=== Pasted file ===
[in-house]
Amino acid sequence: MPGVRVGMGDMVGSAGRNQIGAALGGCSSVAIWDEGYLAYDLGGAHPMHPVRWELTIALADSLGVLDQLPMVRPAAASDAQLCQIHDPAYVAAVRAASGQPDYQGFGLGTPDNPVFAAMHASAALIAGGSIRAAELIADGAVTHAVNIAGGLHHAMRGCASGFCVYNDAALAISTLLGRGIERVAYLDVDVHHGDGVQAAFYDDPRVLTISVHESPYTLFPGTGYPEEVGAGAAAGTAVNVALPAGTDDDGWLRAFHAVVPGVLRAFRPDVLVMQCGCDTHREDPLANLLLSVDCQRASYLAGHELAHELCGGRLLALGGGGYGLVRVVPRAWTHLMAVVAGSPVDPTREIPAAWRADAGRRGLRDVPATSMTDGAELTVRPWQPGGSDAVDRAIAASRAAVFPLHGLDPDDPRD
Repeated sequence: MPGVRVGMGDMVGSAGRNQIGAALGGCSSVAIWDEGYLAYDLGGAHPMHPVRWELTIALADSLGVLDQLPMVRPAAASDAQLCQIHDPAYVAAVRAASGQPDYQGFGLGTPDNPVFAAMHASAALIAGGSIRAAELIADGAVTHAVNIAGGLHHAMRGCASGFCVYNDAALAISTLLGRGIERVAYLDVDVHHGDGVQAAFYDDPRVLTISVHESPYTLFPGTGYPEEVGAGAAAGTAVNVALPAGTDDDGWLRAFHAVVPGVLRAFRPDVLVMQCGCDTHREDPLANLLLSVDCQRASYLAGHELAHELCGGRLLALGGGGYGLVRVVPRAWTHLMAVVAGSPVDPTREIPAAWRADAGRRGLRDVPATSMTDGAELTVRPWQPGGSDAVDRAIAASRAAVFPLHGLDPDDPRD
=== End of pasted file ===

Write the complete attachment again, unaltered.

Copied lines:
[in-house]
Amino acid sequence: MPGVRVGMGDMVGSAGRNQIGAALGGCSSVAIWDEGYLAYDLGGAHPMHPVRWELTIALADSLGVLDQLPMVRPAAASDAQLCQIHDPAYVAAVRAASGQPDYQGFGLGTPDNPVFAAMHASAALIAGGSIRAAELIADGAVTHAVNIAGGLHHAMRGCASGFCVYNDAALAISTLLGRGIERVAYLDVDVHHGDGVQAAFYDDPRVLTISVHESPYTLFPGTGYPEEVGAGAAAGTAVNVALPAGTDDDGWLRAFHAVVPGVLRAFRPDVLVMQCGCDTHREDPLANLLLSVDCQRASYLAGHELAHELCGGRLLALGGGGYGLVRVVPRAWTHLMAVVAGSPVDPTREIPAAWRADAGRRGLRDVPATSMTDGAELTVRPWQPGGSDAVDRAIAASRAAVFPLHGLDPDDPRD
Repeated sequence: MPGVRVGMGDMVGSAGRNQIGAALGGCSSVAIWDEGYLAYDLGGAHPMHPVRWELTIALADSLGVLDQLPMVRPAAASDAQLCQIHDPAYVAAVRAASGQPDYQGFGLGTPDNPVFAAMHASAALIAGGSIRAAELIADGAVTHAVNIAGGLHHAMRGCASGFCVYNDAALAISTLLGRGIERVAYLDVDVHHGDGVQAAFYDDPRVLTISVHESPYTLFPGTGYPEEVGAGAAAGTAVNVALPAGTDDDGWLRAFHAVVPGVLRAFRPDVLVMQCGCDTHREDPLANLLLSVDCQRASYLAGHELAHELCGGRLLALGGGGYGLVRVVPRAWTHLMAVVAGSPVDPTREIPAAWRADAGRRGLRDVPATSMTDGAELTVRPWQPGGSDAVDRAIAASRAAVFPLHGLDPDDPRD